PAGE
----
Blurb & Info
When Amy Liptrot returns to Orkney after more than a decade away, she is drawn back to the Outrun on the sheep farm where she grew up. Approaching the land that was once home, memories of her childhood merge with the recent events that have set her on this journey.
Amy was shaped by the cycle of the seasons, birth and death on the farm, and her father’s mental illness, which were as much a part of her childhood as the wild, carefree existence on Orkney. But as she grew up, she longed to leave this remote life. She moved to London and found herself in a hedonistic cycle. Unable to control her drinking, alcohol gradually took over. Now thirty, she finds herself washed up back home on Orkney, standing unstable at the cliff edge, trying to come to terms with what happened to her in London.
Spending early mornings swimming in the bracingly cold sea, the days tracking Orkney’s wildlife — puffins nesting on sea stacks, arctic terns swooping close enough to feel their wings — and nights searching the sky for the Merry Dancers, Amy slowly makes the journey toward recovery from addiction.
First Published: December 31, 2015
Publisher: Canongate Books
Content Warnings: alcoholism, drug abuse and addiction, discussion of a parent having severe mental illness, animal death, brief mention of racism, suicide of an extremely minor character
Orkney is a collection of islands off the western coast of Scotland, many of which are now uninhabited. The climate of the islands is (relatively) temperate thanks to the warm waters brought by the Gulf Stream, but the wind and waves of the northern Atlantic Ocean are unrelenting, battering the islands and their people without mercy. In some ways, I felt like this book was battering me.
Liptrot’s memoir feels refined yet also raw at the same time, if that’s even possible. Lush prose is devoted to the minutiae of Orkney’s natural beauty — its crying seabirds, the small, precious flowers that survive both the harsh weather and the grazing sheep, the clearness of the night sky — and so it feels like a slap in the face when Liptrot savagely yanks back the beautiful curtain she has hung for us to reveal the realities of her life on the islands: a collie pup that tumbled off the edge of a cliff while chasing a rabbit, never to be seen again, or an ewe that trampled her newborn lambs to death. No detail is spared; short of physically going to Orkney, this is as vivid of an experience of the islands as you’re going to get.
Her life in London is similarly described. If you wanted insight into the life of a downward-spiraling alcoholic, you can find it here. Liptrot doesn’t paint herself as a victim to her impulses, or as a villain. Her behavior is sometimes pathetic, sometimes pitiful, and sometimes even despicable, but it’s all laid bare for the reader. I really enjoyed all of the discussion that Liptrot raises about how addiction is treated by the government in the UK and by the larger world; her recovery was made possible by a special program that is now threatened by austerity cuts, and she later followed Alcoholics Anonymous’ 12 Step Program even though she wasn’t a fan of its spirituality. Liptrot mentions that, in addition to the 12 Step Program, there is another addiction recovery tool called SMART Recovery that uses techniques derived primarily from cognitive behavioral therapy.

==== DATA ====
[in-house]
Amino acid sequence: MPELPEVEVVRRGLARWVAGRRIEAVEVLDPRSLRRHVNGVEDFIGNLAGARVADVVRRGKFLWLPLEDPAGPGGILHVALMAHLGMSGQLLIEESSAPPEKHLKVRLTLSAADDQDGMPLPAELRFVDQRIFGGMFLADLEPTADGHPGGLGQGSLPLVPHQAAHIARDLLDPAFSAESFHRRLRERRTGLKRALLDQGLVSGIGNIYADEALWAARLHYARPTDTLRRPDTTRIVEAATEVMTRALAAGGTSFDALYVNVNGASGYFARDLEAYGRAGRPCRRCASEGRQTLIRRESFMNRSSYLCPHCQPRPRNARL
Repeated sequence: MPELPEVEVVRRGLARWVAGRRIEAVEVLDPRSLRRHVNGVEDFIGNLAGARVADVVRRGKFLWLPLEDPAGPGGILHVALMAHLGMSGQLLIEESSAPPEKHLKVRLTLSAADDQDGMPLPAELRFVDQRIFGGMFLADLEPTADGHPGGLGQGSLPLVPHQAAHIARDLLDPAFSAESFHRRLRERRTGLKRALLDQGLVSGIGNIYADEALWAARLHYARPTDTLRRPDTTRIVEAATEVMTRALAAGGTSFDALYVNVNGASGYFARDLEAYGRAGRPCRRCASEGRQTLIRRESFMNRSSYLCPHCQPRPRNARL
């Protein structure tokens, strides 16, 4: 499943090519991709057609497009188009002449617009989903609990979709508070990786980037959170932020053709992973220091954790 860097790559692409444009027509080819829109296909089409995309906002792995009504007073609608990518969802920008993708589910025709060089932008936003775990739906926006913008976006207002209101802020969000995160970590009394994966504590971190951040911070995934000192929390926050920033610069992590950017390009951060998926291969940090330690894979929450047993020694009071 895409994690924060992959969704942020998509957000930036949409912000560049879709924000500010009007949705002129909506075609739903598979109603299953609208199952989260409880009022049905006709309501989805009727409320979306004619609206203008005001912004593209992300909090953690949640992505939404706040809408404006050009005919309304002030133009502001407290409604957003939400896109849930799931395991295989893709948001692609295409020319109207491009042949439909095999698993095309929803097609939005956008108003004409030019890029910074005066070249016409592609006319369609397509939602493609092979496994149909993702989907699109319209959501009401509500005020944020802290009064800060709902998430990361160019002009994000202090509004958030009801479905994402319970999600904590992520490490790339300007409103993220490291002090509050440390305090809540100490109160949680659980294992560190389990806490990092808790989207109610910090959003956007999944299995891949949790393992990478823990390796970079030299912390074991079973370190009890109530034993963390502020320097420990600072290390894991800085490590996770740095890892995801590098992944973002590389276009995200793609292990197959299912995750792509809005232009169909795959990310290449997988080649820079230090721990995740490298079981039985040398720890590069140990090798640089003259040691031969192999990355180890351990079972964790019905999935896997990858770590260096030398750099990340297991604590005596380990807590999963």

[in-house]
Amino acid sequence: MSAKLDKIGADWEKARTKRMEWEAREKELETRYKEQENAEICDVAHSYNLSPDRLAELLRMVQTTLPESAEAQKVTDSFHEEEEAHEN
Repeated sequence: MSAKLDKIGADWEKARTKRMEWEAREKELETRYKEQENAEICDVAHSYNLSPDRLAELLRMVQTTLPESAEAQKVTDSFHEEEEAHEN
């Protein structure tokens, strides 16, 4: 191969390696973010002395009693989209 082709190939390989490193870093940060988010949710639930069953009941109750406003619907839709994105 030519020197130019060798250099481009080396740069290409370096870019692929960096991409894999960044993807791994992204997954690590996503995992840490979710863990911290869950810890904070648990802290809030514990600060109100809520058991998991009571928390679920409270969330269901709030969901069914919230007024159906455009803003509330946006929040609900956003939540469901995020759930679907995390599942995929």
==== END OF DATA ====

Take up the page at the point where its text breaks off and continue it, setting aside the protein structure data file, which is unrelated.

Liptrot believes that she was and is especially vulnerable to addiction because of her genetic link to her father, who has bipolar disorder. Her father was never abusive, but he was undoubtedly unstable — there is a flashback to Liptrot’s childhood where he walked around the farmhouse in Orkney, smashing all of the windows, before he could be restrained. All too often, mentally ill parents (both in fiction and reality) are classed as incompetent at best, and dangerous to their loved ones at worst. Liptrot’s father wasn’t always there for her, and she acknowledges that he wasn’t able to be the best parent for her or her brother, but he is never made into a villain for his mental illness.
When Liptrot returns to Orkney as a newly-sober adult, she finds direction and comfort in the natural world, searching for endangered ground-nesting birds for the RSPB and spending a winter in an un-insulated cottage on an Orcadian island with fewer than 100 other people. She joins a club of avid sea swimmers who have dubbed themselves “polar bears” for enduring the freezing water of the northern Atlantic, watches the stars and clouds, and finds beauty in every place. She makes real friends for the first time since leaving for London and painstakingly rebuilds her life.
There is more to this book than what I’ve said here. The Outrun is narrated in the first person and reads like a diary as Liptrot describes her past, as well as muses on her actions and their consequences. Dialogue is scant; Liptrot’s focus is turned inward even as she looks outward, trying to find a reflection of herself in the movement of the wind and tides and the streamers of the Merry Dancers (northern lights).
I don’t always assign star ratings to nonfiction, so I hope this description of the book has helped you decide whether you might like to read it. I can’t say “I would recommend this book to everyone” because I think it is rather niche and just wouldn’t appeal to every single person. You will very much like this book if you’re looking for medium-to-low action, high philosophy, gorgeously descriptive nature writing. You will not like this book if you dislike those things. Speaking as someone who isn’t normally drawn to this type of book, I found it beautiful to read but difficult to stick with because of some of the harder-hitting topics that Liptrot brings up, but ultimately enjoyed it.